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No explosives found at nuclear plant

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No explosives found at nuclear plant
09:06 CEST+02:00
A search of one of the reactors at the Oskarshamn nuclear power plant has not resulted in the discovery of any explosives. Two men were arrested on Wednesday suspected of preparing to sabotage the plant.

Police sniffer dogs were removed from Reactor 2 shortly before midnight on Wednesday.

"They didn't find anything," Anders Österberg, a spokesman for OKG, the company that runs the plant, told news agency TT.

Police plan to send the sniffer dogs into Reactor 1 on Thursday afternoon.

"If they don't find any traces of explosives there either we will consult with police about reaching a decision to start up the reactor," said Österberg.

Oskarshamn is the only nuclear palnt in Sweden that does not have the necessary equipment in place to check everybody entering the plant for explosive materials. The two men found on Wednesday to be carrying the explosive TATP were detected during a random check.

New rules were introduced on January 1st this year requiring all nuclear plants to check everybody entering the grounds. But OKG did not acquire the requisite equipment and instead requested an extension until 2010.

The Swedish Nuclear Power Inspectorate turned down the request and threatenen OKG with a fine of one million kronor if it fails to have the equipment in place by December 15th.

Both men arrested on Wednesday were contractors who had been working at the Oskarshamn nuclear plant in southern Sweden "for some time," but police said the link between the two remained unclear.

One of the men was arrested and questioned early after routine tests at the entrance to the plant detected traces of highly explosive material on the handle of a plastic bag he was carrying.

Police said that the men were born in 1955 and 1962 and that one of them had a criminal record, but did not disclose their identities.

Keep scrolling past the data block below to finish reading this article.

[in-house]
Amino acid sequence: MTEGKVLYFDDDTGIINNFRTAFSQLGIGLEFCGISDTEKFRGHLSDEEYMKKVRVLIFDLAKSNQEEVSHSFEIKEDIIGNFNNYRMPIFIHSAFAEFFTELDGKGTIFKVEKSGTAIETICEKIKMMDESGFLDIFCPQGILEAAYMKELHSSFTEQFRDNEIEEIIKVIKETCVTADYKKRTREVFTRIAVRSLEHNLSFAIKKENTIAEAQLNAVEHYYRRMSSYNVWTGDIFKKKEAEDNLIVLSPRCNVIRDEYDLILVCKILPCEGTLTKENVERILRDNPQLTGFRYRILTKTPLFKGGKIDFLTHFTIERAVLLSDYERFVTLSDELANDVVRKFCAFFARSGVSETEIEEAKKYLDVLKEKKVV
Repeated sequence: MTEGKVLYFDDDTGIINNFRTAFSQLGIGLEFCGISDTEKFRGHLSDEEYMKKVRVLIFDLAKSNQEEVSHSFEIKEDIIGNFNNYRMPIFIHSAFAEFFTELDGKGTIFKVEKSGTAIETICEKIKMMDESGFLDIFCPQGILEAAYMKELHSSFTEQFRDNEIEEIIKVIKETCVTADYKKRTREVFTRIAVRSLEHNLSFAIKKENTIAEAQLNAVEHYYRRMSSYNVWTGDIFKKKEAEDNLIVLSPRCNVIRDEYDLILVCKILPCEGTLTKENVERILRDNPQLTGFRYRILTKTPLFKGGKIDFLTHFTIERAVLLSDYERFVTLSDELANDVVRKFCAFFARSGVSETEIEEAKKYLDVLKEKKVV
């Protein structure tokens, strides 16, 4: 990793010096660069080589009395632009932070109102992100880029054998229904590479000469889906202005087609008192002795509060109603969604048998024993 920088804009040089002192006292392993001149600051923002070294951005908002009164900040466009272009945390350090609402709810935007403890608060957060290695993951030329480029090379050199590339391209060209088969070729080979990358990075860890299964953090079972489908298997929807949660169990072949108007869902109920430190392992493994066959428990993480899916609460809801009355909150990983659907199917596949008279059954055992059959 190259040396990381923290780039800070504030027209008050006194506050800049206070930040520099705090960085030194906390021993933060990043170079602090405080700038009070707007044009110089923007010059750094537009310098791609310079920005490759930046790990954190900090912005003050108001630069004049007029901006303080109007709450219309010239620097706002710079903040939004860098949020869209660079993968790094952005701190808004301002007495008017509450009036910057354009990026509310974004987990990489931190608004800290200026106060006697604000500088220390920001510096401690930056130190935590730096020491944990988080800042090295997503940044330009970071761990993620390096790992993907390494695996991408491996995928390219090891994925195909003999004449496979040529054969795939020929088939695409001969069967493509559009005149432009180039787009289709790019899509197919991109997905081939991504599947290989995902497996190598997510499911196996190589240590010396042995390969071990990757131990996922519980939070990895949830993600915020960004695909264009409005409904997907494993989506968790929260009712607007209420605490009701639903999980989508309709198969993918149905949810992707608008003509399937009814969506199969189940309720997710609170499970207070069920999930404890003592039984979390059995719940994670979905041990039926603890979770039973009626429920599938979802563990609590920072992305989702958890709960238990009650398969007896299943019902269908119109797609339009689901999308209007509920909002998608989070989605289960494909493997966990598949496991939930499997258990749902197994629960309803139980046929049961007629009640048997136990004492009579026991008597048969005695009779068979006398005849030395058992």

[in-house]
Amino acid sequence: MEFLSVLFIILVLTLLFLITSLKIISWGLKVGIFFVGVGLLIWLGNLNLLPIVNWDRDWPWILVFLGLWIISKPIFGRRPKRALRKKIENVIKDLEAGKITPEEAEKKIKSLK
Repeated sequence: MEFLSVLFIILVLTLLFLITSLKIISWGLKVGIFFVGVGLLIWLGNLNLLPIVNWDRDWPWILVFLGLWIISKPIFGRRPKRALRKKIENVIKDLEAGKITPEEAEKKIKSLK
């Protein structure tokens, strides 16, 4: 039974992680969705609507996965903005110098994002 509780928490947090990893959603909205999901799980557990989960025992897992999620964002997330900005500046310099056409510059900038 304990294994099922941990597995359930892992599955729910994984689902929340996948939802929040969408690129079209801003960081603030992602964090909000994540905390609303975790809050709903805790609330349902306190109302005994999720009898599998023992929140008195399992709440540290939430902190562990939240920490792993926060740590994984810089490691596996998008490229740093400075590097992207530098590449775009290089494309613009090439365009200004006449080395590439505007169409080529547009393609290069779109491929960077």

The explosive material was believed to be TATP, which is relatively easy to make and has surfaced in a number of recent terrorism investigations, including bombings in the Middle East and the London bombings in July 2005.

It was the same type of explosive that Al-Qaeda "shoe bomber" Richard Reid tried to detonate on a Miami-bound flight in December 2001, three months after the September 11 attacks in New York and Washington.

Although the recipe for TATP is complex, its ingredients can be found in simple household goods: sulphuric acid -- found in drain cleaner -- hydrogen peroxide, and acetone, often a constituent of nail polish remover.

The Oskarshamn plant, which is owned by German energy giant EON, has three boiling water reactors, in service since 1972, 1974, and 1985. The three reactors produce about 10 percent of Sweden's electricity, according to the plant.

Österberg said OKG had received no threats against the reactors, and terrorism expert Lars Nicander told TT there were no known threats against the plant and no reason to suspect an organised group was behind the suspected sabotage attempt.

Nuclear power accounts for nearly half of all electricity production in Sweden, which has 10 working nuclear reactors.

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